In Portero, Malabon, a man slowly gyrating through the most titillating of poses can be seen on the side street, gathering a small crowd of onlookers as an upbeat yet despondent love song can be heard in the background. That man is none other than Dante Gulapa, who has recently become known as the “Big Daddy” of Philippine social media.
The seemingly mild-mannered Dante skyrocketed to fame earlier this year when he participated in the viral social media challenge entitled “#KahitAyawMoNaChallenge,” wherein the song by local group This Band began to make its way across the airwaves. As people started recording themselves interpretatively dancing along to the song, Big Daddy Dante decided to join in on the fun as well—thus, the “Eagle Pose” was birthed into existence and became Dante’s signature dance move.
The 39-year-old husband and father filmed himself dancing fluidly and steadily to the music like a majestic eagle, and people had high praises for his superior dance moves. All across the nation, Gulapanatics began popping up one by one as fans of Dante tried their best to recreate his smooth moves.
For the first time ever due to popular demand, Dante has recently agreed to teach a dance class to impart his knowledge and skills to the next generation—that dance class will be taught at none other than De La Salle University.
Let’s get physical
At DLSU, all undergraduate students are required to take up FTDANCE, a physical education course focusing on dance as exercise. Batch 118, the University’s current frosh, were given a short survey regarding the types of dance that they want to learn from the master himself once Dante starts teaching at the University next term. Unsurprisingly enough, an overwhelming number of these respondents seemed eager to become one with the Big Daddy Eagle himself.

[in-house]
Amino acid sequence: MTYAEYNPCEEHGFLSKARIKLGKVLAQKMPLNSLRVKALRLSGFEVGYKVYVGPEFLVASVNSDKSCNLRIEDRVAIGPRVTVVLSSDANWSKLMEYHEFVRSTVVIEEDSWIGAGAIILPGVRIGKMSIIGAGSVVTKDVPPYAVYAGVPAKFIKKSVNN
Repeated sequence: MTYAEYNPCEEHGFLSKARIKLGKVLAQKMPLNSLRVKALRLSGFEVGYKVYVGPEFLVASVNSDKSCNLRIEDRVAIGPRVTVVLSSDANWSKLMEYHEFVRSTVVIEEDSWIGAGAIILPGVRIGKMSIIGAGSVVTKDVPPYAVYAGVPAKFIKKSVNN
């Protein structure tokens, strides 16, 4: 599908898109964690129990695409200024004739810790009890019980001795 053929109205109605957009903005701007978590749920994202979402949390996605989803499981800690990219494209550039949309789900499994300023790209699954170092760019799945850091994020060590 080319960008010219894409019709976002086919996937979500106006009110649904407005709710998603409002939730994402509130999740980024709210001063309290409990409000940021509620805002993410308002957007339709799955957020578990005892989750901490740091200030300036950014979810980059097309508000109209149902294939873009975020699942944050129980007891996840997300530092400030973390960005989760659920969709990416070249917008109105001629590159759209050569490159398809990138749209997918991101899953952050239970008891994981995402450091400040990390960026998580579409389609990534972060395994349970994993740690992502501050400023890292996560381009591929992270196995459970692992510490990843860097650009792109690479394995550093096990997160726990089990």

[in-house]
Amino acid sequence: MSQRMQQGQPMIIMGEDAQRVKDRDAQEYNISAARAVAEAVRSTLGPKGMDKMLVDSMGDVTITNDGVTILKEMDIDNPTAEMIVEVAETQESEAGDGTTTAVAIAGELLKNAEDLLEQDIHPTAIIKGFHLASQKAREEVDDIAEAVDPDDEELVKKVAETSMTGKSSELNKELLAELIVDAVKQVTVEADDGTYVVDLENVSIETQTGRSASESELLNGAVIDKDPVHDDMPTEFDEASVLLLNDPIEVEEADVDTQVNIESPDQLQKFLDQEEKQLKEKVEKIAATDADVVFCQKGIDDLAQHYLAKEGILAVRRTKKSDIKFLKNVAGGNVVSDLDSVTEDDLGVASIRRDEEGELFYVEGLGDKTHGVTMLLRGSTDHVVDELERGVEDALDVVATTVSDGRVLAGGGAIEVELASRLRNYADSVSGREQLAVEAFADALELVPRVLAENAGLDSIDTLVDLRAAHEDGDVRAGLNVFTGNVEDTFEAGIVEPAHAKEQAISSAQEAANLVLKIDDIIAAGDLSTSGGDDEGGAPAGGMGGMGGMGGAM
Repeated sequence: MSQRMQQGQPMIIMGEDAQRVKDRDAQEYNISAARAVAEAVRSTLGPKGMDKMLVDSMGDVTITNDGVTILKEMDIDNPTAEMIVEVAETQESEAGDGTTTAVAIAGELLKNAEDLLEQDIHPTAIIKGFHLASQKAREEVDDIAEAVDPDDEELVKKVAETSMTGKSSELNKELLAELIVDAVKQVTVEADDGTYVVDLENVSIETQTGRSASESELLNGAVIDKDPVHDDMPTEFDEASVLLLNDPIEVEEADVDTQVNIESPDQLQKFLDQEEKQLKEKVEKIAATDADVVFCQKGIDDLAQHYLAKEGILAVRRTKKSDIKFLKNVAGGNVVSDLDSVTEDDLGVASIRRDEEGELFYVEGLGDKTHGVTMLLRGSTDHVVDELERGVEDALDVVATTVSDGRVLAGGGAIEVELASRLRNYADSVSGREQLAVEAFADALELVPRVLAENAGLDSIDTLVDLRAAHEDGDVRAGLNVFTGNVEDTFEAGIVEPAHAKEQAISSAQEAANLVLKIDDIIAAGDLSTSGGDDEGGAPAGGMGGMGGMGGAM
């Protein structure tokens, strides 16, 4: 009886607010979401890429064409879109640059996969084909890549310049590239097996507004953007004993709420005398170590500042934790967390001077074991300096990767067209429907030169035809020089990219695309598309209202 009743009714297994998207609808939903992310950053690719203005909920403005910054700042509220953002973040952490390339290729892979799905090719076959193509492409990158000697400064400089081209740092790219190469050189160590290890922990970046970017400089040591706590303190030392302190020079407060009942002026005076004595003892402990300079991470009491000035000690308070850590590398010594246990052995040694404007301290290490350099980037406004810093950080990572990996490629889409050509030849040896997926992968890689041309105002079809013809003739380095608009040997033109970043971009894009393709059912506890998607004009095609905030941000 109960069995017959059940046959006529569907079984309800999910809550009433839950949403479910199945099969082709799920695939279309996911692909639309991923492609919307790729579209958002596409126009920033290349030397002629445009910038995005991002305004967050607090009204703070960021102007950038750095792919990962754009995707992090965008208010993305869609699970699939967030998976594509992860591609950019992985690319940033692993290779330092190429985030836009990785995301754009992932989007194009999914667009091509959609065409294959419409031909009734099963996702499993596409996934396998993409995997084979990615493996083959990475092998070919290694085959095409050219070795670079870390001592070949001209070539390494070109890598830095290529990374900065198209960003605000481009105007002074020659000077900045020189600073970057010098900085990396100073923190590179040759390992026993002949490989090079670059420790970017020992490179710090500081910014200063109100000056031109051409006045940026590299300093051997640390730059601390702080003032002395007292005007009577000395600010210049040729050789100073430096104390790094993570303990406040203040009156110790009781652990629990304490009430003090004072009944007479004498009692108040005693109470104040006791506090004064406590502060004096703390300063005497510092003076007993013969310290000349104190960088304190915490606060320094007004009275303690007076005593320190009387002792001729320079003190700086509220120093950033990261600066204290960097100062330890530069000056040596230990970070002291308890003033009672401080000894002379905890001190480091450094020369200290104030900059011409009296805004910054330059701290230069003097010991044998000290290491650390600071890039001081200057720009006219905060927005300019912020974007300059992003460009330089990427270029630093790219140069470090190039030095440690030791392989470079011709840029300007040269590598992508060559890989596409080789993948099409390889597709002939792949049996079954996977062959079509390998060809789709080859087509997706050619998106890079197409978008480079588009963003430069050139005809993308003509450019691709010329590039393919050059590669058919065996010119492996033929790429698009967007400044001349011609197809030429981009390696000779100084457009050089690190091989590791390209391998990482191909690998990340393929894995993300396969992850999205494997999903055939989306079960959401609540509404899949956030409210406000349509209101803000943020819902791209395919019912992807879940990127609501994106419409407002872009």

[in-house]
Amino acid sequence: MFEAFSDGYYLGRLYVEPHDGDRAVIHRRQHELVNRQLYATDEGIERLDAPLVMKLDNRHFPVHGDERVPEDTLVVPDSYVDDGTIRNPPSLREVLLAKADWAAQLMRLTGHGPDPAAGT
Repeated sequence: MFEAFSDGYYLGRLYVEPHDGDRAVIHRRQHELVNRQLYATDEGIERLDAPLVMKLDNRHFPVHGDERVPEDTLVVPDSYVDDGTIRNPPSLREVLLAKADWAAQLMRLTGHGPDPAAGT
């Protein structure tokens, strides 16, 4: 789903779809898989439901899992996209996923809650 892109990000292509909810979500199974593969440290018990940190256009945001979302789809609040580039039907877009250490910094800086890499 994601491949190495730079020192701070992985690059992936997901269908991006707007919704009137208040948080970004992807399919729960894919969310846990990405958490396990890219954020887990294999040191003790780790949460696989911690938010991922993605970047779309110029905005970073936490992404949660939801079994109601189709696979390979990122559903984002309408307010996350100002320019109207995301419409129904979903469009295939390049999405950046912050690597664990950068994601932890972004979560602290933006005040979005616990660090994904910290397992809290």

“I just said I wanted to learn how to pull off the Eagle Pose without falling,” answers Robyn Agila (I, BS-DNT) when asked how she responded to the University’s survey. She then explains that she has her sights set on securing a spot in the highly acclaimed dance organization, LSDC-Street, and she believes that integrating Dante’s signature dance move into her audition piece would give her the edge she needs to get in.
Bellie Sayaw (II, AB-ANTE), on the other hand, is not interested in learning any specific move of Dante’s. “It’s all about how his dancing makes people feel,” he explains, adding that “Dante Gulapa is making history by revolutionizing how dance affects us in our hearts.” From the cha-cha to the tango, FTDANCE is currently designed to only teach the basics and, as Bellie puts it, “impertinent” types of dance. The Big Daddy’s new style has a modern edge that resonates with today’s youth; integrating it into the curriculum would make sense given DLSU’s forward-thinking nature.
We’re soaring, flying
Despite his sudden rise to fame, Dante Gulapa himself took time out his busy schedule for an interview about his plans for the future with The LaSallian.
“Nung kinontact po ako ng DLSU, ‘kala ko po scam,” Gulapa laughingly recalls, explaining that he never expected he would one day be asked to teach at a premier university and work among highly esteemed professors and other professionals. He shares that several of his new Lasallian colleagues have already approached him in the faculty center and asked him to teach them some of his moves. “Marunong na buong faculty sa PE Department mag-Eagle Dance!” he exclaims.
(When I was first contacted by DLSU, I thought it was a scam. All the faculty members in the PE Department know how to do the Eagle Dance now!)
In terms of lesson plans, Gulapa says he has some interesting changes in mind. “Balak ko po gamitin yung kantang ‘Kahit Ayaw Mo Na’ pang warm-up,” he shares. The song is a nod to his first viral video, and Gulapa plans on teaching the exact dance in the video on the first day of class. He also plans to make his final requirement for the course a paper on the movie Magic Mike. “Marami po kasi akong natutunan sa pelikulang ‘yun,” he explains. There is no doubt though that Big Daddy Dante is clearly more impressive than all the male dancers in Magic Mike—even if one combined the skills and hard work of all the characters in the movie, it still wouldn’t come close to the sheer magnificence that is Dante Gulapa.
(I plan on using the song “Kahit Ayaw Mo Na” for warm-ups. I learned so much from that movie.)
With a full lineup of new era dances, styles, and techniques, it seems the incoming frosh will not be taking up FTDANCE after all; they will be taking up FTDANTE instead.